In a one page summary, answer the following questions:
1. Why do Republican lawmakers believe the anti-protest bills they support are needed?
2. Despite Minneapolis police officer Derek Chauvin being convicted of murder in the death of George Floyd, why are there still concerns of civil unrest and riots erupting once more?
3. What is in the Florida anti-protest bill that prompted Florida Governor Ron DeSantis to praise it as “the strongest anti-rioting, pro law enforcement piece of legislation in the country.”
4. What other anti-protesting measures have passed or are being considered by states besides Florida?
5. What do Democrats and the American Civil Liberties Union think about these anti-protesting laws? Do you think these anti-protesting laws are necessary to prevent rioting or are these laws an assault on First Amendment rights to Speech and Assembly?
34 states considering anti-protest bills introduced by Republicans: report
BY CELINE CASTRONUOVO – 04/21/21
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Republican lawmakers in 34 states have introduced more than 80 anti-protest bills thus far in the 2021 legislative session following months of civil unrest and ongoing protests against police brutality.
Elly Page, a senior legal adviser at the International Center for Not-for-Profit Law that tracks bills limiting the right to protest, told The New York Times Wednesday that so far this year, the number of anti-protest bills are already more than double the number introduced in any other year.
The legislative proposals include those which GOP lawmakers say attempt to combat rioting and support law enforcement personnel in responding to unlawful protests.
The bills come following months of demonstrations spurred in part by the May police killing of George Floyd. Former Minneapolis police officer Derek Chauvin, who kneeled on Floyd’s neck for roughly nine minutes, was found guilty Tuesday of murder and manslaughter.
However, additional protests over the recent police killings of 20-year-old Daunte Wright and 13-year-old Adam Toledo have spurred concerns of further civil unrest and riots throughout the country, thus reigniting calls from Republicans for more police presence and support.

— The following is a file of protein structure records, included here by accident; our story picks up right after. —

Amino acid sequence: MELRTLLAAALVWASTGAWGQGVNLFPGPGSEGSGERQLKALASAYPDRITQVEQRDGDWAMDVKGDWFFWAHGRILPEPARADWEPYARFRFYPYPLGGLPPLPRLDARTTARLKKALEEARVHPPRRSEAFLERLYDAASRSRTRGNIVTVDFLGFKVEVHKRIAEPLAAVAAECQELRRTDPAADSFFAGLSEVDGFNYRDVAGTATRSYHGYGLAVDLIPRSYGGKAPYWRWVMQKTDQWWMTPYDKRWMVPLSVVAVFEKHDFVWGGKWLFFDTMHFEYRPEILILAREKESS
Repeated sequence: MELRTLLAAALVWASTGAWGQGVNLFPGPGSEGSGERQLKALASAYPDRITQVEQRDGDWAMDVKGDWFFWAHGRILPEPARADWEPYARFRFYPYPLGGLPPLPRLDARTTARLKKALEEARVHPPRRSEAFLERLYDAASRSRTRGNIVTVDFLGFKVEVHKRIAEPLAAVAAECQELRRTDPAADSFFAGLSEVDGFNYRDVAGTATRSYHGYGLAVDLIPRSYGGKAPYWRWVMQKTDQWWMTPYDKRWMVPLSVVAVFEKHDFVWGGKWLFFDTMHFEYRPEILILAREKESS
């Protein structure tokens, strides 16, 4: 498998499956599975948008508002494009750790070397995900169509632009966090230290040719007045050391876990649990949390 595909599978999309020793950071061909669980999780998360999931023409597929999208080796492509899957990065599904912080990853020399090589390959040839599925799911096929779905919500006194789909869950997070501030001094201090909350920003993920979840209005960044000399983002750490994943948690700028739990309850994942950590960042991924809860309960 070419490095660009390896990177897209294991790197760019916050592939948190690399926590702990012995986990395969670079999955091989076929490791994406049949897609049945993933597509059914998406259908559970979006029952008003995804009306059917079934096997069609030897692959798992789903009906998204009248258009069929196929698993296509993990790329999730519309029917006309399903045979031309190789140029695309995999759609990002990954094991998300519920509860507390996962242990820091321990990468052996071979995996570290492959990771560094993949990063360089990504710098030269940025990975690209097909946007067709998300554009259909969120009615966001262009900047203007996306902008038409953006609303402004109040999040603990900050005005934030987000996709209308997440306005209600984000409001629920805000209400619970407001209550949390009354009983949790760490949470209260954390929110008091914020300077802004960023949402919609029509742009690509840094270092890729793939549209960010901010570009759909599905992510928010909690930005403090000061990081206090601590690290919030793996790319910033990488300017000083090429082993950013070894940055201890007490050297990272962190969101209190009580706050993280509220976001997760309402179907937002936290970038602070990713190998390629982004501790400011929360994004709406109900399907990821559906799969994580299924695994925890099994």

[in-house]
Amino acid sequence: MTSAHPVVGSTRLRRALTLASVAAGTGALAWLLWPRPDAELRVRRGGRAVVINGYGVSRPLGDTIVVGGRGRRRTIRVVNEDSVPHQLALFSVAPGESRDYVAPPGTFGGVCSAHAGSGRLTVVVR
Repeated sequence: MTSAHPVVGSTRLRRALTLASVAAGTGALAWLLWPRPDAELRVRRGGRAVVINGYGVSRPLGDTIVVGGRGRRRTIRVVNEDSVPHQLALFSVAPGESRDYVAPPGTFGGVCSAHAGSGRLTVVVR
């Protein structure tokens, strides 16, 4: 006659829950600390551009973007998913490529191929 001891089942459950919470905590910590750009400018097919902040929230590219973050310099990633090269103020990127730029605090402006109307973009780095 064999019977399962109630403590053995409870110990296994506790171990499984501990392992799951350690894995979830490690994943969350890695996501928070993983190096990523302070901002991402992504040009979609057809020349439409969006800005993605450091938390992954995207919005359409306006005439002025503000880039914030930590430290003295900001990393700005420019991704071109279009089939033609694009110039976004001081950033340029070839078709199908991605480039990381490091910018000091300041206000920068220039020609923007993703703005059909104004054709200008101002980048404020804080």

Among the wave of anti-protest bills is one signed into law by Florida Gov. Ron DeSantis (R) on Monday. Known as the “anti-riot bill,” the measure requires that cities receive state approval before cutting police budgets and makes it a felony to destroy historical structures, including flags and memorials, during protests.
The law, which goes into effect immediately, also includes a number of other penalties, including increasing the charge for battery on a police officer during a riot to a minimum of six months in jail.
DeSantis praised the law during a news conference Monday, calling it “the strongest anti-rioting, pro-law enforcement piece of legislation in the country.”
GOP-controlled legislatures in Oklahoma and Iowa have recently passed bills that seek to grant immunity to drivers who strike or injure protesters with their vehicles in public streets during demonstrations, and a Republican bill in Indiana would prohibit anyone convicted of unlawful assembly from working in a state or local government role.
In Minnesota, a bill proposed in the state Senate earlier this month would prevent those convicted of an unlawful protest violation from receiving student loans or other forms of financial aid, including unemployment benefits.
While the measures have secured widespread support from Republicans, Democrats and civil rights advocacy groups argue that the wave of proposals could threaten Americans’ First Amendment rights to free speech and lawful assembly.
Vera Eidelman, a lawyer at the American Civil Liberties Union, told the Times Wednesday that the bills are “consistent with the general trend of legislators’ responding to powerful and persuasive protests by seeking to silence them rather than engaging with the message of the protests.”